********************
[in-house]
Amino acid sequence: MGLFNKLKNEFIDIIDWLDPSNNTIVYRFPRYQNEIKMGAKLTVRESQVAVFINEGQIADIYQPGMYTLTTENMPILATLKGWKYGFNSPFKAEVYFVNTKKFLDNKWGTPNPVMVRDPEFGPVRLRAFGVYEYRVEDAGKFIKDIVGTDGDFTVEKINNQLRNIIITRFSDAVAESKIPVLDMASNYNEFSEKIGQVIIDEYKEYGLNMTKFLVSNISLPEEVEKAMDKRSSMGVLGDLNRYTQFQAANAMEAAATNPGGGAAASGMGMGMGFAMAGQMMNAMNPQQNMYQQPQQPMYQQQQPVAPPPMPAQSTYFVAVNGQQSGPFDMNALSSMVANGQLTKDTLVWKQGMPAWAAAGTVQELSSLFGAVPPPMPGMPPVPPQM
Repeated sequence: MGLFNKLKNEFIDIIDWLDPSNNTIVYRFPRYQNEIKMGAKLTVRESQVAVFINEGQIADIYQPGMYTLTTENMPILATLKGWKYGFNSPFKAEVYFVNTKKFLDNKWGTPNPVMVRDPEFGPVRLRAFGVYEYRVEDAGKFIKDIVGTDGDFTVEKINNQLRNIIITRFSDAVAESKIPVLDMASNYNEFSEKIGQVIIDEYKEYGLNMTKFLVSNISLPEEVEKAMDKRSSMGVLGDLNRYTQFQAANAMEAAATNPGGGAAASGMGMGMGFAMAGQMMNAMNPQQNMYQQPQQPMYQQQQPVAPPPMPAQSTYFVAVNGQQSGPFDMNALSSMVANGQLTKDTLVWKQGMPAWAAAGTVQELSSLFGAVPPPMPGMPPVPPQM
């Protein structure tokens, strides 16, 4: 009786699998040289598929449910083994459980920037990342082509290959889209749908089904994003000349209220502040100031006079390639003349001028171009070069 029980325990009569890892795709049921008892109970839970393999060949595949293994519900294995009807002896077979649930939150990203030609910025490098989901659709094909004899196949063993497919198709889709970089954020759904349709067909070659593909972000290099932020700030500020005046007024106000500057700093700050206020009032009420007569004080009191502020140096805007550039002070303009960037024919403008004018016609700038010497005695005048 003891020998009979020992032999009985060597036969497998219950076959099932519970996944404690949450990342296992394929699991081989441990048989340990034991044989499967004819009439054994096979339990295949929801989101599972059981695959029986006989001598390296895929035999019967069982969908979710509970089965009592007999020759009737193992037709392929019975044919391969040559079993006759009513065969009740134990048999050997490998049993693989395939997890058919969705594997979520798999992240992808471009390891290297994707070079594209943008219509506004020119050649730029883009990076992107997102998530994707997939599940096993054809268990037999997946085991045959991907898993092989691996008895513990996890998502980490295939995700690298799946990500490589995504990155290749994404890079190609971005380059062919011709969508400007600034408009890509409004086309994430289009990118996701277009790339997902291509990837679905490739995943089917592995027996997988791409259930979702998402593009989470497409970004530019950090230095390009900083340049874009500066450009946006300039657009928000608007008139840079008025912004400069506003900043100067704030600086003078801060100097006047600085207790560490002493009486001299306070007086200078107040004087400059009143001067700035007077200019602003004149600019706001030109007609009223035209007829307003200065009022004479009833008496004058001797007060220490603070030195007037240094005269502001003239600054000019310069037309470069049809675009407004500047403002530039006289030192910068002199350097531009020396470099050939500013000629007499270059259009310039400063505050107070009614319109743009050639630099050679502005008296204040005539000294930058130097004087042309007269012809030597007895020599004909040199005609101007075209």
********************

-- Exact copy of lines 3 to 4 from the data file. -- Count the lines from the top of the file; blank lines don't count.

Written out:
Repeated sequence: MGLFNKLKNEFIDIIDWLDPSNNTIVYRFPRYQNEIKMGAKLTVRESQVAVFINEGQIADIYQPGMYTLTTENMPILATLKGWKYGFNSPFKAEVYFVNTKKFLDNKWGTPNPVMVRDPEFGPVRLRAFGVYEYRVEDAGKFIKDIVGTDGDFTVEKINNQLRNIIITRFSDAVAESKIPVLDMASNYNEFSEKIGQVIIDEYKEYGLNMTKFLVSNISLPEEVEKAMDKRSSMGVLGDLNRYTQFQAANAMEAAATNPGGGAAASGMGMGMGFAMAGQMMNAMNPQQNMYQQPQQPMYQQQQPVAPPPMPAQSTYFVAVNGQQSGPFDMNALSSMVANGQLTKDTLVWKQGMPAWAAAGTVQELSSLFGAVPPPMPGMPPVPPQM
């Protein structure tokens, strides 16, 4: 009786699998040289598929449910083994459980920037990342082509290959889209749908089904994003000349209220502040100031006079390639003349001028171009070069 029980325990009569890892795709049921008892109970839970393999060949595949293994519900294995009807002896077979649930939150990203030609910025490098989901659709094909004899196949063993497919198709889709970089954020759904349709067909070659593909972000290099932020700030500020005046007024106000500057700093700050206020009032009420007569004080009191502020140096805007550039002070303009960037024919403008004018016609700038010497005695005048 003891020998009979020992032999009985060597036969497998219950076959099932519970996944404690949450990342296992394929699991081989441990048989340990034991044989499967004819009439054994096979339990295949929801989101599972059981695959029986006989001598390296895929035999019967069982969908979710509970089965009592007999020759009737193992037709392929019975044919391969040559079993006759009513065969009740134990048999050997490998049993693989395939997890058919969705594997979520798999992240992808471009390891290297994707070079594209943008219509506004020119050649730029883009990076992107997102998530994707997939599940096993054809268990037999997946085991045959991907898993092989691996008895513990996890998502980490295939995700690298799946990500490589995504990155290749994404890079190609971005380059062919011709969508400007600034408009890509409004086309994430289009990118996701277009790339997902291509990837679905490739995943089917592995027996997988791409259930979702998402593009989470497409970004530019950090230095390009900083340049874009500066450009946006300039657009928000608007008139840079008025912004400069506003900043100067704030600086003078801060100097006047600085207790560490002493009486001299306070007086200078107040004087400059009143001067700035007077200019602003004149600019706001030109007609009223035209007829307003200065009022004479009833008496004058001797007060220490603070030195007037240094005269502001003239600054000019310069037309470069049809675009407004500047403002530039006289030192910068002199350097531009020396470099050939500013000629007499270059259009310039400063505050107070009614319109743009050639630099050679502005008296204040005539000294930058130097004087042309007269012809030597007895020599004909040199005609101007075209």